Main Street to boost its role in Riverfest|[05/22/08]

Published 12:00 am Thursday, May 22, 2008

Vicksburg Main Street will step up its participation in the city’s annual street party along Washington Street and act as a conduit between the city and the volunteer board that puts on the festival each year, said Rosalie Theobald, director of the business group.

City officials and board members have been working to tweak plans for future festivals. Mayor Laurence Leyens met with Riverfest and Main Street boards earlier this month to talk about changes he and the city would like to see. He said a letter formalizing the changes and stating all plans must be approved by Main Street, an agreement made between the two boards, was to be sent out this week.

“The mayor wants more participation from Main Street, and who better knows the downtown merchants than Main Street?” Theobald said.

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Main Street, funded through the city and taxes levied on properties in the downtown area, plans promotional events downtown and works with merchants. The organization is run by its two-person staff and a board, which is the decision-making body. The Riverfest board is a volunteer group, spun off by the Chamber of Commerce, which organized the first downtown festival with Main Street and downtown merchants. For years, the Main Street director has acted as a nonvoting member of the Riverfest board. Leyens indicated the new set-up would give Main Street a voice. Riverfest president and Main Street board member Ginny Tzotzolas said she’s happy to have the support of the group.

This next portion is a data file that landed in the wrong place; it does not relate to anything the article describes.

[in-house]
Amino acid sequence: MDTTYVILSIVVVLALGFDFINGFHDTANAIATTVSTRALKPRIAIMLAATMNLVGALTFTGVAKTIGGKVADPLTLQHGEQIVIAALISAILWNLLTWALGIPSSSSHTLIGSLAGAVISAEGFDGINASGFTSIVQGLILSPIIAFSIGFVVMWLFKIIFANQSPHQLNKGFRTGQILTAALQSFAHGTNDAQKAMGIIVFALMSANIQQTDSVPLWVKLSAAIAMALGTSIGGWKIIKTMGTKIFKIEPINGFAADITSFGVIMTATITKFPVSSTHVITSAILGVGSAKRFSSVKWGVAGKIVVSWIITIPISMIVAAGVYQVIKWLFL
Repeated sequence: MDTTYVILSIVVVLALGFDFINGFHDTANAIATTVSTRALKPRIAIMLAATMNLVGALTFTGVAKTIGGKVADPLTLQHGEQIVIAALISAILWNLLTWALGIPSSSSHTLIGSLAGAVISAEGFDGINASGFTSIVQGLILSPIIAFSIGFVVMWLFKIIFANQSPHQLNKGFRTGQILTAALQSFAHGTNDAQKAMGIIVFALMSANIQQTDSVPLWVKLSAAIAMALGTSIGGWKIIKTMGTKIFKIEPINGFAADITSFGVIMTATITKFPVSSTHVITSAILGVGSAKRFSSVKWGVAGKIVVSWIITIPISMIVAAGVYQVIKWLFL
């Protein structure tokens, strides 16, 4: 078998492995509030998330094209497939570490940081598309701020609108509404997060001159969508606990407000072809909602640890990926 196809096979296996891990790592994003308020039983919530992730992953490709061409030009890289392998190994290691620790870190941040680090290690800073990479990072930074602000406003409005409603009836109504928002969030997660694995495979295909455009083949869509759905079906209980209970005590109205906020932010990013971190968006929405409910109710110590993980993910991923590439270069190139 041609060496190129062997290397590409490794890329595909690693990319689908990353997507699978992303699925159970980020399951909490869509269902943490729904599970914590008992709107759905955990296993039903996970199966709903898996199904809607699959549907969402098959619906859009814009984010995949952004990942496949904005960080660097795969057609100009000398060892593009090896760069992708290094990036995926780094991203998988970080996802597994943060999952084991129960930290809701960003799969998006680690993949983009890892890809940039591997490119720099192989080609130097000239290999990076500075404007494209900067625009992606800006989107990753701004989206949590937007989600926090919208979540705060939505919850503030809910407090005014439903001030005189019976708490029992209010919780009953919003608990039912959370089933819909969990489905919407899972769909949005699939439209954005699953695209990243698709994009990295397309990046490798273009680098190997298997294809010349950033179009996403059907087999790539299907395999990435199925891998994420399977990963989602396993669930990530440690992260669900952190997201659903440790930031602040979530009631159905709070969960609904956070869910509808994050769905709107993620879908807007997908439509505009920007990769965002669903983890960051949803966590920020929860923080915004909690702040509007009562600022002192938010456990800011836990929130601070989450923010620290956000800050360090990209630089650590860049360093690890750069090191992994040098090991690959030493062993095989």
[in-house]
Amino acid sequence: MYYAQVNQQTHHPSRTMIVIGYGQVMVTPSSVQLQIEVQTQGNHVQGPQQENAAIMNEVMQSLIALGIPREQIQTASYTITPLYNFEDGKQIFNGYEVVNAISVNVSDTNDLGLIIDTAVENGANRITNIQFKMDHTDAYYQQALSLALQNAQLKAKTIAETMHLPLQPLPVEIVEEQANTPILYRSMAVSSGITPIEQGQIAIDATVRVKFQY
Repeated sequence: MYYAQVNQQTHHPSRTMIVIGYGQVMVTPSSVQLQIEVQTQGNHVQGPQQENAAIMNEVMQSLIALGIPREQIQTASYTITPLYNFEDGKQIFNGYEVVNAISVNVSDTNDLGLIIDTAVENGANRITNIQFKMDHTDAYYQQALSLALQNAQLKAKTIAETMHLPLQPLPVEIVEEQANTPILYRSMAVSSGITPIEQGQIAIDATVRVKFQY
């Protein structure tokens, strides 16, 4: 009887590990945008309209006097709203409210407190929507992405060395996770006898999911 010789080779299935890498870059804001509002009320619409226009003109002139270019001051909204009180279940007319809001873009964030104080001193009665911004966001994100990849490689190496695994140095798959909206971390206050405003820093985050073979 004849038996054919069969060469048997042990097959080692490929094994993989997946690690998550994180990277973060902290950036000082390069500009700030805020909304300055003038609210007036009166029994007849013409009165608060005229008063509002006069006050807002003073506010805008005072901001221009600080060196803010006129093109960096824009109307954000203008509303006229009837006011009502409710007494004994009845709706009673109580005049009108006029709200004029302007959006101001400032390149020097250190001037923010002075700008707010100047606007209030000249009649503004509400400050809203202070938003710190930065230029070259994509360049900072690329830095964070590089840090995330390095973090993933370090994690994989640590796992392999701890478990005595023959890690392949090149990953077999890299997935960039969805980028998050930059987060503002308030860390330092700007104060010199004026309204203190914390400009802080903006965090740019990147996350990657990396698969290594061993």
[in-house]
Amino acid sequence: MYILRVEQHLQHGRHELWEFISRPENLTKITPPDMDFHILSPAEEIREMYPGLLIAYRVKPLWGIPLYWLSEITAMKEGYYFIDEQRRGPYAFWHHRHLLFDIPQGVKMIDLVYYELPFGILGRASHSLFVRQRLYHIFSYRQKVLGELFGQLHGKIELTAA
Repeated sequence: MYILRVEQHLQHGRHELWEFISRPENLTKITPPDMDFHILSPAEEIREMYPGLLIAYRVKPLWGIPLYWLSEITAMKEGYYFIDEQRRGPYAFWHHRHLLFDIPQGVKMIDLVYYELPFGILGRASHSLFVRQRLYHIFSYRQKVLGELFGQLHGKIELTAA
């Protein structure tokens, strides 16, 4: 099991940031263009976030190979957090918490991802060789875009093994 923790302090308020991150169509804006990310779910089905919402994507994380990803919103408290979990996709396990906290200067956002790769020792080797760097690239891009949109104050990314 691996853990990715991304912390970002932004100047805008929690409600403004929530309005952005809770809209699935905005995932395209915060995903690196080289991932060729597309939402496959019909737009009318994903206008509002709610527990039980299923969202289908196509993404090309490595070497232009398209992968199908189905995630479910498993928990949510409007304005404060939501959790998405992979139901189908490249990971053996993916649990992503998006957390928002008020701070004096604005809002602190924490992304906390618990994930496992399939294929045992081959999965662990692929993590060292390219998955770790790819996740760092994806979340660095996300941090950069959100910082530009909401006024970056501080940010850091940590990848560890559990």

“I think it’s an excellent plan.”

The Riverfest board is now required to deliver contracts to downtown building and business owners that will outline festival details and require them to notify the board whether they will participate. If they do, Tzotzolas said, they will have to follow conditions.

“People will know our plans and know our goals, which will help reinforce and help make things happen,” she said.

Fencing along Washington will be taken down during Saturday’s free events to include all downtown merchants, Leyens said. The fences may be replaced for evening events.

This year’s Riverfest, on April 19-20 brought about 6,000 people downtown for nighttime festivities. When the curtain closed, volunteers touted it a success. But, a dust-up between board members and downtown business owner Robert Ware resulted in his business being closed to the public. Before the festival began, Ware told the board he was opposed to board members entering his business, The Ware House, to require his customers to purchase tickets or leave. Since no agreement was made, the board fenced off his property, which fills much of the 1400 block of Washington Street. The issue, however, was resolved and the fences were down by Saturday evening. Other business owners have also voiced concerns with the way the festival has been run. Leyens said his decision to encourage changes was from “feedback” over the years.

Looking at the future of Riverfest could mean moving it off Washington, a discussion planners have had, but are not planning soon. A move would allow for the festival to draw more people.

“We’re not considering it anytime soon. We have no immediate plans,” Tzotzolas said. “Ultimately, none of us want it to relocate.”

Next year’s festival is planned for April 17-18. So far, the board has had two meetings and plans to elect new volunteer members.